In recent travels, fine turf areas are recovering rather quickly from the stress of the summer. Major agronomic problems have been minimal, which is a welcomed change. With Labor Day freshly in the rearview mirror and a forecast of high and low temperatures favorable for the grass in the foreseeable future, I think it is safe to say that the worst of summer is behind us. Nonetheless, there is still work to be completed to get ready for fall golf.
While turf conditions overall have been good, most golf facilities have some areas that suffered damage this summer. As you try to encourage recovery in these areas, do not forget the importance of site-specific nitrogen fertilizer treatments to speed turf growth and repair. Do not overdo it, but feed the grass to encourage recovery during favorable environmental conditions that are typical of September.
Evaluate turfgrass areas for weed populations, and implement postemergence control strategies where warranted. The first frost will kill annual weeds such as crabgrass and goosegrass, but why let these weeds go to seed if you can control their populations now? There are good postemergence grassy-weed control options available. Sedges and kyllinga are beginning to produce seed as well. Both weeds have become major problems for many golf courses. Again, they need to be controlled now to reduce population size. If not, yellow sedges and kyllinga will be back even stronger in the same areas next year because they are perennials.
Annual bluegrass weevil populations are still evident on many Turf Advisory Service visits. It seems we talk about these pests in just about every regional update in one form or another. Control measures should continue to stop adults from returning to overwintering sites. Any adults that are controlled now will not need to be controlled later and will not be available to produce the larvae that will damage grass next spring. We have learned that eradicating these insects is next to impossible without heavy expenditures on insecticides. Furthermore, populations of annual bluegrass weevils continue to spread west and south throughout the region.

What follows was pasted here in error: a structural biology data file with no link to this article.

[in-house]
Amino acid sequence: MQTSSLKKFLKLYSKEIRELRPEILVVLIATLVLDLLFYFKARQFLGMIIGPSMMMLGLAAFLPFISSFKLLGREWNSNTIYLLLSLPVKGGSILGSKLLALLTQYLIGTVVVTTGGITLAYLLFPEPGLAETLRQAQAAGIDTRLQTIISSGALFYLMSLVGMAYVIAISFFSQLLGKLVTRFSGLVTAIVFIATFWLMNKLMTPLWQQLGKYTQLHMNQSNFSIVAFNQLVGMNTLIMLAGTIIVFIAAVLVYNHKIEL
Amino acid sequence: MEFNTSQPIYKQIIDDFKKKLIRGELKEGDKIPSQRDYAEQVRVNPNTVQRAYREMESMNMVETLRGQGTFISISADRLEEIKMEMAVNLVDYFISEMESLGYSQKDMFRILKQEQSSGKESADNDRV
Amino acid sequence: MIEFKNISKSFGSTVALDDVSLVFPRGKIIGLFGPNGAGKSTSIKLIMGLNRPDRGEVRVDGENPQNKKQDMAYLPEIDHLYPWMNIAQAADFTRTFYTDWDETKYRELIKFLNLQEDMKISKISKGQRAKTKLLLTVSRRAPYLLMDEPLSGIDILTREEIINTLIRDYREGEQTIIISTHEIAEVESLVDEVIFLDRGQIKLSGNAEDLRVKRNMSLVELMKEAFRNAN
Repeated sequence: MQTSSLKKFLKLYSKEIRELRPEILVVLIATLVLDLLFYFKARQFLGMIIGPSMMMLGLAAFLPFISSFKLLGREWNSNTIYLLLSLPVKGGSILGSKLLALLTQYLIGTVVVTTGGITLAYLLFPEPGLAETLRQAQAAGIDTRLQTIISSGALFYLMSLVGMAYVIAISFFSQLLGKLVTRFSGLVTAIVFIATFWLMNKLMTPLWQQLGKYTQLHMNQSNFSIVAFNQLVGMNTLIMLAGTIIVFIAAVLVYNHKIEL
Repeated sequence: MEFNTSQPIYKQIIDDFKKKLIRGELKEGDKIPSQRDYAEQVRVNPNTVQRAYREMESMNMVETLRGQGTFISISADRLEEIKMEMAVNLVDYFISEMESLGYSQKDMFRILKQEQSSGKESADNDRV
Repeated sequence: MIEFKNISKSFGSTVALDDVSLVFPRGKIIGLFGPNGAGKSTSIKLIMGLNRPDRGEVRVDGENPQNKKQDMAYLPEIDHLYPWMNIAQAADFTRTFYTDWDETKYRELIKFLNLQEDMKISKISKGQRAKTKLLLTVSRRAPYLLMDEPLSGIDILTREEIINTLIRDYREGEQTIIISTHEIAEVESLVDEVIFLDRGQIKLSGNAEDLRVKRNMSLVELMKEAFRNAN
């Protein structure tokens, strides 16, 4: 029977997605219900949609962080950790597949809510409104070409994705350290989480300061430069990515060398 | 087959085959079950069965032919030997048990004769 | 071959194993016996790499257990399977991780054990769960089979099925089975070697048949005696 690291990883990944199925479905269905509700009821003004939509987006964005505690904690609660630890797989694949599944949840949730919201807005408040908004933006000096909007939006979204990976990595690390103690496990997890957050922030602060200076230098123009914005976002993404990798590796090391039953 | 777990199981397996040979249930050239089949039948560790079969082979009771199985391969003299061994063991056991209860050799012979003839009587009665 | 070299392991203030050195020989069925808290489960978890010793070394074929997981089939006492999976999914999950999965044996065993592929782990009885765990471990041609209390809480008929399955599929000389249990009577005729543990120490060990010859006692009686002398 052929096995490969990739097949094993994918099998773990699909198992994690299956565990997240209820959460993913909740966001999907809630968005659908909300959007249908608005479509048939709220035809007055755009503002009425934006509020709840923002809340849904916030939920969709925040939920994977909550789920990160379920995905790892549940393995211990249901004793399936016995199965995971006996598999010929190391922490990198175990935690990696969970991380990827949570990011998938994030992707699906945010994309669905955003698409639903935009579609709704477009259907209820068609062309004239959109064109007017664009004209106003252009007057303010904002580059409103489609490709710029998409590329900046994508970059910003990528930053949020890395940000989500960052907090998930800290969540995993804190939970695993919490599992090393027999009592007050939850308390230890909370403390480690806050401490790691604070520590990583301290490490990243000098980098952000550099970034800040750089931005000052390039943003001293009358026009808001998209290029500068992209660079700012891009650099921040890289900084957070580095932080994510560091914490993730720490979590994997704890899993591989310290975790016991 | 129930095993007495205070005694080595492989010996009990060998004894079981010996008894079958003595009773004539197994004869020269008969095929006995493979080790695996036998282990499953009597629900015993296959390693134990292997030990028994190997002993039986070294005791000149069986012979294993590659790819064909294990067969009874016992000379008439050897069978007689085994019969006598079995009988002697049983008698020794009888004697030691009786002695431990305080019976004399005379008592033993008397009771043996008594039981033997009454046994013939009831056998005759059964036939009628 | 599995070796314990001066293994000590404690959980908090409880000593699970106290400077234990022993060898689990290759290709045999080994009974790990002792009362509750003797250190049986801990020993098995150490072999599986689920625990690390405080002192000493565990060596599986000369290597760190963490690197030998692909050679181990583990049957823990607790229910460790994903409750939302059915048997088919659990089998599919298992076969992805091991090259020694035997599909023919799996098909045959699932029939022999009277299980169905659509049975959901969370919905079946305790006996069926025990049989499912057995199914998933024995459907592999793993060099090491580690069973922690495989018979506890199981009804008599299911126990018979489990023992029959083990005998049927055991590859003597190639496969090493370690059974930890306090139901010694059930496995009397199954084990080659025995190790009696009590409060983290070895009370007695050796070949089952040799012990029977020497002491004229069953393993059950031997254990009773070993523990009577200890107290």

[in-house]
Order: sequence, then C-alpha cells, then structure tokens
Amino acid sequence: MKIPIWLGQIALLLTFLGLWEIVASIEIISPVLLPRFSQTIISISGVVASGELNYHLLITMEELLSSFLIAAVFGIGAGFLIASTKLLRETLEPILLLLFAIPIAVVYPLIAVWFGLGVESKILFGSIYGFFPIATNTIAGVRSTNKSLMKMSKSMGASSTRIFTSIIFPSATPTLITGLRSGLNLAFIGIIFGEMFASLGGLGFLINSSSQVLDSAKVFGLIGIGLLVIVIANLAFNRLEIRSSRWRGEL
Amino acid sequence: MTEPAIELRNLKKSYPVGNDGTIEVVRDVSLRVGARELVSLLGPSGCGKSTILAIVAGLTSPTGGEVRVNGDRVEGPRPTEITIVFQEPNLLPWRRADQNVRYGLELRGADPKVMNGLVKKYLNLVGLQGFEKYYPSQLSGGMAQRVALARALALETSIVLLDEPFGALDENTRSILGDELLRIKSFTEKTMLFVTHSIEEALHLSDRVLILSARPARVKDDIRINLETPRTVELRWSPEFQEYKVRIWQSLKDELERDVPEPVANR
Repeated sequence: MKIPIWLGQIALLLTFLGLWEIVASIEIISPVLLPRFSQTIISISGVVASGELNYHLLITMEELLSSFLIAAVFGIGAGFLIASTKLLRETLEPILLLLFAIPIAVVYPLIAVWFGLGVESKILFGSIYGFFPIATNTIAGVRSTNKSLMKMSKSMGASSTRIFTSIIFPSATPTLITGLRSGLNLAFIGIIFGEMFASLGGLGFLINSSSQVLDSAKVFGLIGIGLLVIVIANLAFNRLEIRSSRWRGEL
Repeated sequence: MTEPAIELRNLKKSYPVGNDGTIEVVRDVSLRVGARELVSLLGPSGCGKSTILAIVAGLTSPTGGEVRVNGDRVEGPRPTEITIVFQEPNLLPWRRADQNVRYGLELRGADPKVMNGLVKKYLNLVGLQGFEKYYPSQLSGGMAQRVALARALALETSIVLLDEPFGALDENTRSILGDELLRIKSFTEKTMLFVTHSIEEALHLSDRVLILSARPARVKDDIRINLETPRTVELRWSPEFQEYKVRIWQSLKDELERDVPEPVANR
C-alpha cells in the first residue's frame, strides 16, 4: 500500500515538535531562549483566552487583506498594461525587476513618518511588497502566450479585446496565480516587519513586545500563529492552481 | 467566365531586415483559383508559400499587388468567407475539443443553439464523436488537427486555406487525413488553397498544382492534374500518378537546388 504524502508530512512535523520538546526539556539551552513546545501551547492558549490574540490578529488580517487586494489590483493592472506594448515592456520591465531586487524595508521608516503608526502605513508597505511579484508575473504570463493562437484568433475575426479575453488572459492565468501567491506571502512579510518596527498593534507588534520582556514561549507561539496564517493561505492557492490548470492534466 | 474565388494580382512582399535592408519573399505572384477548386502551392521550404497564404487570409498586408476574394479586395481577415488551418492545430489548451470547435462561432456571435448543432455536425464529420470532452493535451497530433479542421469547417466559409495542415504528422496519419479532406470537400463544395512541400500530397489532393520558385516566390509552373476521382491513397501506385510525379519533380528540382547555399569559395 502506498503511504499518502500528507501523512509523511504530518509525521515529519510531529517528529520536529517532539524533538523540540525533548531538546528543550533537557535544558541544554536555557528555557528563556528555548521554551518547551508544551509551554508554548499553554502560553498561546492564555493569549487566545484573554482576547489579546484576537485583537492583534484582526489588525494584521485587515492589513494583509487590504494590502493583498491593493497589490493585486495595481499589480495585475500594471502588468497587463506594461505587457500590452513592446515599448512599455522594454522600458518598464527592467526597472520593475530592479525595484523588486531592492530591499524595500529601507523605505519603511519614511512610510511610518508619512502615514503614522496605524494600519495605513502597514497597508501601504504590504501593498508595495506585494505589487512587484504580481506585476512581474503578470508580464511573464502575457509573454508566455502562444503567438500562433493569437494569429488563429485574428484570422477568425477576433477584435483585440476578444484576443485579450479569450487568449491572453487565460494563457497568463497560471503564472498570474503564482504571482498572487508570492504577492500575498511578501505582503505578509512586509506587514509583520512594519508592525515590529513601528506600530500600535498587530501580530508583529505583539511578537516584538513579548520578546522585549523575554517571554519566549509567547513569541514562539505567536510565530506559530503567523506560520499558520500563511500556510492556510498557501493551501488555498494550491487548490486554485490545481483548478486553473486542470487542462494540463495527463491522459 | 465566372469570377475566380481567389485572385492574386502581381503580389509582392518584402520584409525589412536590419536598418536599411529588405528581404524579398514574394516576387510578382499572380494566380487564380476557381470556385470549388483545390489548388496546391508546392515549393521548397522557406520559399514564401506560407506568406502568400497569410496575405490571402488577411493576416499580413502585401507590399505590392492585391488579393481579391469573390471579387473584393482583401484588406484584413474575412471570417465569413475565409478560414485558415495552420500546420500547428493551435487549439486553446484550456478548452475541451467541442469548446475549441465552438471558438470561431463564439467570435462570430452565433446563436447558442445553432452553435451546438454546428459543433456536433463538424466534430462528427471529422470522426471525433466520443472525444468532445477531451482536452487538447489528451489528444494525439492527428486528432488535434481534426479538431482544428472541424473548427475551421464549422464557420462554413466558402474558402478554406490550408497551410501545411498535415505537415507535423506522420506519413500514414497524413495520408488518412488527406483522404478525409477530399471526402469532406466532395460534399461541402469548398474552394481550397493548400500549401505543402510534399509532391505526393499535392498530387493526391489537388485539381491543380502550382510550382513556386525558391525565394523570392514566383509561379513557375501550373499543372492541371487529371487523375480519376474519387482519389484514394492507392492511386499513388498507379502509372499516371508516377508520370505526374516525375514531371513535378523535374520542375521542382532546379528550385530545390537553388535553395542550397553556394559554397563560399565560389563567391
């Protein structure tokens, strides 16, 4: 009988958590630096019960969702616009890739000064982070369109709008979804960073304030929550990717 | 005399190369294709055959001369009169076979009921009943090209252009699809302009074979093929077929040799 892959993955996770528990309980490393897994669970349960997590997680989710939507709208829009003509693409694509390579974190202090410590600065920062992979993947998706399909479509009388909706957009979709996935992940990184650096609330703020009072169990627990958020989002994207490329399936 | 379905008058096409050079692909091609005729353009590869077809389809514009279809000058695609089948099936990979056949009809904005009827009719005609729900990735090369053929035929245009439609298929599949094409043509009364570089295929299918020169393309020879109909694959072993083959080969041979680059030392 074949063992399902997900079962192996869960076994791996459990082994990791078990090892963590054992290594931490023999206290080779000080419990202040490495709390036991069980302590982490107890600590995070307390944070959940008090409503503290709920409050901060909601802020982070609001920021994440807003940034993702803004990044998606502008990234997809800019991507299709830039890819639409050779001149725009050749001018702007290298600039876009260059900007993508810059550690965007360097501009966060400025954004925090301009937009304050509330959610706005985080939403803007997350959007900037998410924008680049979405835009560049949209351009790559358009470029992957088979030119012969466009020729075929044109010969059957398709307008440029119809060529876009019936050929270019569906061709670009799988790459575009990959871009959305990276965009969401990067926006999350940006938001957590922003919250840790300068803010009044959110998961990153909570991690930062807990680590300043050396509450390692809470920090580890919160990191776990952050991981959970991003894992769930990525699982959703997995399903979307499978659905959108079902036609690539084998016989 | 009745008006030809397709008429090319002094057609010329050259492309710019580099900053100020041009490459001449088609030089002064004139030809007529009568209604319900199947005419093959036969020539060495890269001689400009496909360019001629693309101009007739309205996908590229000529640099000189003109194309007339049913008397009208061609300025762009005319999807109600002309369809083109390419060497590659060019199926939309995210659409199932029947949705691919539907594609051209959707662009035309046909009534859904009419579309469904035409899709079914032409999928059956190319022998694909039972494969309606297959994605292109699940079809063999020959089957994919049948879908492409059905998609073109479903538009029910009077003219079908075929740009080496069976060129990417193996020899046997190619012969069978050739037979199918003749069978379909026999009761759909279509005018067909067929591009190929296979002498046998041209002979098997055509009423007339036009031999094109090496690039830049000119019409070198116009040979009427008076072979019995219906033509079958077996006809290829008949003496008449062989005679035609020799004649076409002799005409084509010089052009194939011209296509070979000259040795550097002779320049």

One great success story from this year is the emergence of the newer, cold-tolerant bermudagrasses, especially ‘Latitude 36’ and ‘Northbridge’ in the Mid-Atlantic region. ‘Riviera’ and ‘Patriot’ are also being widely used in the northern part of the transition zone. The good news is that these new bermudagrasses are driving more conversations about potential conversions of practice tees, heavily trafficked tees and fairway landing zones. Some golf facilities are even considering converting entire fairways to one of the newer, cold-tolerant bermudagrasses. Why you ask? The wet, hot conditions that occurred in July took their toll on cool-season fairways, but these bermudagrasses thrived with fewer inputs. It took several years for ultradwarf bermudagrass to really catch on for putting greens in the southeastern U.S., but they are now widely used. Perhaps improved bermudagrass varieties now available for fairways in the Mid-Atlantic region will eventually have a similar impact. If the weather keeps on the way it has in the last three years, bermudagrass makes a lot of sense for many golf facilities in much of the transition zone.
The USGA has long recognized the importance of improving cold tolerance in warm-season grasses and has funded research at numerous universities with this goal in mind. All four of the bermudagrass varieties discussed above are the result of research at Oklahoma State University (OSU) that was partially funded by the USGA. Since 1986, the USGA has provided $1.75 million to seven OSU scientists conducting 15 projects to improve bermudagrass for golf courses. To learn more about USGA funded research please visit the Turfgrass and Environmental Research area of our web site.
While fall doesn’t officially start for a couple of weeks, there seems to be a collective sigh of relief from golf course superintendents now that Labor Day is behind us. If the weather continues to cooperate, it should be a great fall golf season in the Mid-Atlantic.
Source: Darin Bevard (firstname.lastname@example.org)
Information on the USGA’s Turf Advisory Service
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